MCO’s The Brothers Bach can be heard on Thursday 29 April 7:30pm & Sunday 2 May 2:30pm at Melbourne Recital Centre; Saturday 1 May 2:30pm at Alexander Theatre, Monash University; and 29 April 7:30 streamed live on Melbourne Digital Concert Hall.
Sinfonia No 6 in G minor WC12
II. Andante più tosto adagio
III. Allegro molto
Piano Concerto in C minor Wq43/4
I. Allegro assai
II. Poco adagio – Tempo di Minuetto
III. Allegro assai
Sinfonia in F Major F67
IV. Menuets I & II
Piano Concerto in E flat major Op 7 No 5 W59
I. Allegro di molto
In the extensive article in Grove Music Online, Christoph Wolff et al., writing on the Bach family talk about the:
German family of musicians. From the 16th century to the 19th the extensive Saxon-Thuringian Bach family produced an unparalleled and almost incalculable number of musicians of every kind, from fiddlers and town musicians to organists, Kantors, court musicians and Kapellmeisters. The outstanding figure among them was Johann Sebastian Bach, but a great many other well-known and distinguished musicians were born into earlier, contemporary and later generations of the family.
Following JS Bach his sons carried on the musical traditions of the family throughout Europe, evolving styles and tastes of the times and places where they lived and worked.
Carl Philipp Emanuel Bach (1714–1788), the second surviving son of JS Bach and his first wife Maria Barbara, was an important and influential composer of the second half of the eighteenth century, composing more than 1000 works including songs, oratorios, keyboard dance movements and sonatas, concertos and symphonies.
CPE Bach wrote more than 50 concertos for solo harpsichord as well as numerous works for keyboard and orchestra that were not designated as concertos. The set of six concertos Wq43 were written in Hamburg between 1771 and 1772. They were dedicated to Pietro, Duca Regnante di Curlandia.
These concertos follow the pattern of fast-slow-fast movements. The outer movements of the C minor concerto are designated Allegro assai and frame the delightfully contrasting Poco adagio – Tempo di Minuetto. The movements are composed as a whole without a break between them, giving a sense of immediacy and drive to the work.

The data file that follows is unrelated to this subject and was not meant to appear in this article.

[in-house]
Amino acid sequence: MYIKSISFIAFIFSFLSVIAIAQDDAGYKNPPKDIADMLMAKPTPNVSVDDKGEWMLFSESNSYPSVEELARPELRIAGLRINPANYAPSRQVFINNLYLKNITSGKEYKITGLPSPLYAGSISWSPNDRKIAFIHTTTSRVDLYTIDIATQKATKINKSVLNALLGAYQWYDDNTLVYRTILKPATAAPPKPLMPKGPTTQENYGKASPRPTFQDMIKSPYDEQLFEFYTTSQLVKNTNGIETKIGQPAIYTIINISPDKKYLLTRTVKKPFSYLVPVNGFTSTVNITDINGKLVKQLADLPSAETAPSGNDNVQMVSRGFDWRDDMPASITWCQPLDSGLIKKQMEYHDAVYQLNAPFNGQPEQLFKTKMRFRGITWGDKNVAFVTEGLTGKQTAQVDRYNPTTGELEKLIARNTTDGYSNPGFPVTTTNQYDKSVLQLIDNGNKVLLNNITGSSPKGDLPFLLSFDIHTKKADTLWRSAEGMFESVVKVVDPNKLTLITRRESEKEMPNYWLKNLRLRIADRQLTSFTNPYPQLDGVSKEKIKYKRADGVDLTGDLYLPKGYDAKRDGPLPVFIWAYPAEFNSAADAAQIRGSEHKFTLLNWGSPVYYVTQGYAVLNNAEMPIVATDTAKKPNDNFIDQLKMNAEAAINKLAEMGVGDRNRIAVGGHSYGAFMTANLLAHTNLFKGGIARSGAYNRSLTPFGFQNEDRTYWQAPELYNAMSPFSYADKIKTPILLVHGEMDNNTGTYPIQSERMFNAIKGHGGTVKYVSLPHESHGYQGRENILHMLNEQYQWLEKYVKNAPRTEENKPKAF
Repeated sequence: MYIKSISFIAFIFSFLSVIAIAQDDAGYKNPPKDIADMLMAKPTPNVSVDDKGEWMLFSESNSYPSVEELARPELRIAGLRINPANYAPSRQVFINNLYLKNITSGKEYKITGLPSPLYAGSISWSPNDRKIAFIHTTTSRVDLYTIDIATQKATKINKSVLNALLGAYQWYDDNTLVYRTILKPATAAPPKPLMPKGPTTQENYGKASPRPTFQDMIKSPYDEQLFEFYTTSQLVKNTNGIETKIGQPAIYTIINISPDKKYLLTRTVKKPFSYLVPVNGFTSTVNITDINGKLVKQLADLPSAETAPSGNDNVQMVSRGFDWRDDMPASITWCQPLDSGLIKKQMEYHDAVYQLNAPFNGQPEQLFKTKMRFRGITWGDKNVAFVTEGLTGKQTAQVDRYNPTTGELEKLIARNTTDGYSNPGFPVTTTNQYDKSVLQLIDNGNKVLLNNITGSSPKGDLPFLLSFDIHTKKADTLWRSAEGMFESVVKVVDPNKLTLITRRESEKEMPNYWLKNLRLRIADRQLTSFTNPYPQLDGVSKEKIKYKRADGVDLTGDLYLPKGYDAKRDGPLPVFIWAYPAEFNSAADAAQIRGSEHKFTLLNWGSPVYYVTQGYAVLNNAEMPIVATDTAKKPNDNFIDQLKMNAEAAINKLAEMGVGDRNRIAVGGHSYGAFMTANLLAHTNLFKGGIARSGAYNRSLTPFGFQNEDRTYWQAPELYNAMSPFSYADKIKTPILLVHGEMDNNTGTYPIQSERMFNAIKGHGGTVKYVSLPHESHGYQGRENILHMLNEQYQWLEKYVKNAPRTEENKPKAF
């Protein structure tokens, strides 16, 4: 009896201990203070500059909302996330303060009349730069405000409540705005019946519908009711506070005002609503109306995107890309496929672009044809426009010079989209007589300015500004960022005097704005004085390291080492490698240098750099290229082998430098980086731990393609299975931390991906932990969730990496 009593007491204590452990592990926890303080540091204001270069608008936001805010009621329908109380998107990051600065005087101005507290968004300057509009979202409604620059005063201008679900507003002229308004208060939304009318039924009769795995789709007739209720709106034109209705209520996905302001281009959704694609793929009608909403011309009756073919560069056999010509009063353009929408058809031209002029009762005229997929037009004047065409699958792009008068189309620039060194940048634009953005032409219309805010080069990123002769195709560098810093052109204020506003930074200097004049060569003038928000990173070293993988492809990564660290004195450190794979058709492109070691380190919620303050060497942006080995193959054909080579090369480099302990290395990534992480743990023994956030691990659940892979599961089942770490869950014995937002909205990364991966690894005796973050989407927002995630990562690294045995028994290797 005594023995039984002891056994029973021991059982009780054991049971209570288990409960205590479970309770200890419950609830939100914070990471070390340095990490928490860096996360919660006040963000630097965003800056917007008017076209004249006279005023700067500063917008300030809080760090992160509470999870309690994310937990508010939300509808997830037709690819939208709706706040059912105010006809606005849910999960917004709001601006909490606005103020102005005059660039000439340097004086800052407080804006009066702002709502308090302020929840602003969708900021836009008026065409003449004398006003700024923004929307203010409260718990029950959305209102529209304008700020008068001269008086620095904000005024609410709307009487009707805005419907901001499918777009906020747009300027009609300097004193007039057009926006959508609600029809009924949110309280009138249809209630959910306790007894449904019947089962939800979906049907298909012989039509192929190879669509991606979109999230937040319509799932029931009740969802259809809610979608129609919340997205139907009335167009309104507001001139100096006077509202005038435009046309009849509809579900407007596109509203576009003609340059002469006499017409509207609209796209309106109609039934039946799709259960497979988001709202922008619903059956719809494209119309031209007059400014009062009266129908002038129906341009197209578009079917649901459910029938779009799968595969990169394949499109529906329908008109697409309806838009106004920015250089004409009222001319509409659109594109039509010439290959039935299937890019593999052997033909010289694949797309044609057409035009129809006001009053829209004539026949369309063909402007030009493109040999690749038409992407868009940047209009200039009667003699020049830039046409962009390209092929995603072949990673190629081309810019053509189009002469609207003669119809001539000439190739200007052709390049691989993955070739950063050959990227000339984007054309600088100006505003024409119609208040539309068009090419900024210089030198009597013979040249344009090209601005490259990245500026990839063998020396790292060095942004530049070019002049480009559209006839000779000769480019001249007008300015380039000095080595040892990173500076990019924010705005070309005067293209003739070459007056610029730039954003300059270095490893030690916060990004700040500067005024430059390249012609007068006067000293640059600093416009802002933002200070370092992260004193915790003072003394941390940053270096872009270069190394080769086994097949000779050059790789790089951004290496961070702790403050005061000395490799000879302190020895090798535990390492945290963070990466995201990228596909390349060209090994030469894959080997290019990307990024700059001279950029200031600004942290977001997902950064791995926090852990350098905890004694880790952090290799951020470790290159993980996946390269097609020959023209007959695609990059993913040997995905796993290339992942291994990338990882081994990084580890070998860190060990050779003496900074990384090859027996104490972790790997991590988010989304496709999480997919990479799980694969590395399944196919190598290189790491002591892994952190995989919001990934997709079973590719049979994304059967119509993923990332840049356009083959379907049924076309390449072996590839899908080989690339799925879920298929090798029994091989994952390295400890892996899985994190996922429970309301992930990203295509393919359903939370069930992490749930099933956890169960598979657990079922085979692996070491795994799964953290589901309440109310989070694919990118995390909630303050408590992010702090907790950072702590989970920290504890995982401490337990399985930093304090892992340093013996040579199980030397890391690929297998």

Wilhelm Friedemann Bach (1710–1784) was the eldest son of Johann Sebastian and Maria Barbara Bach and, like his siblings, taught by his father. Michael Kennedy in the Oxford Dictionary of Music states that Wilhelm Friedemann was “Possibly also the favourite son, but one who sadly failed to justify parental hopes”. He was regarded as one of the greatest organists of his day and renowned for his improvisatory skills. His compositions include many church cantatas and instrumental works, particularly for keyboard. He wrote ten sinfonias (symphonies), the F major being the first of five published during his time in Dresden where he lived between 1733 and 1746. The work has the nickname “Dissonant”. The opening Vivace, in the style of a French overture, is marked by shifts in tempo and tonality. The Andante is a calm and tender aria. This is followed by a lively Allegro and concludes with a graceful Menuetto.
Johann Christian Bach (1735–1782), the youngest son of JS Bach and Anna Magdalena Bach, was born in Leipzig and on his father’s death moved to Berlin to live with CPE Bach. He studied with Padre Martini in Bologna before taking up an appointment in Milan. It was here that he wrote the first of his operas. In 1762 he moved to London on an initial invitation to write two operas for the King’s Theatre and was later appointed Music Master to Queen Charlotte. He stayed for most of the remainder of his life in London and was often referred to as the ‘English’ or the ‘London’ Bach.
The Six Sinfonias were composed in the 1760s and published in Amsterdam in 1770 as Op 6. Sinfonia No 6 in G minor, the only one in a minor key, is considered one of his greatest works. Tom Service, writing in The Guardian, described this work as “arguably the darkest and most dramatic he composed”. It represents Bach’s venture into the realm of Sturm und Drang (storm and stress) that was to dominate so much music in the years to come. The three short movements are packed with contrast and tension, and all are in a minor key. The opening Allegro is wildly energetic. This is contrasted with the emotional and sombre Andante più tosto adagio. The Allegro molto finale returns to the intensity of the opening movement.
JC Bach’s Concerto in E flat Op 7 No 5 is one of six concertos first published in 1770. The title-page of this set is designated for ‘Harpsichord or Piano Forte’. Although many of Bach’s concertos are in two movements, the Concerto in E flat is in three movements and displays a developing style with an expansion of the scope of the movements. The writing for the keyboard is brilliant and intricate without being over-powering.
After a tempered introduction, the Allegro di molto presents some lovely and intriguing interplay between the soloist and the orchestra. The invention and display lead to the cadenza composed by Bach. The Andante is gracefully lilting and followed by the cheerful and rollicking Allegro finale.
A note about catalogue numbers
CPE Bach’s works were first catalogued by Alfred Wotquenne in 1906, which led to the Wq numbers being used. A revised catalogue was produced in 1989 by E. Eugene Helm resulting in an H numbering system. Both systems are used.
WF Bach’s works were catalogued by Martin Falck in 1913. The catalogue was published as Friedemann Bach: Sein leben und seine werke, mit thematischem vel’Zeichnis seiner kompositionen und zwei bildem and we see the use of the F catalogue numbers.
JC Bach’s works were most recently catalogued by E. Warburton: The Collected Works of Johann Christian Bach 1735–1782, xlviii/1: Thematic Catalogue (New York, 1999) with the letter W used; a number of his works are also designated with opus numbers.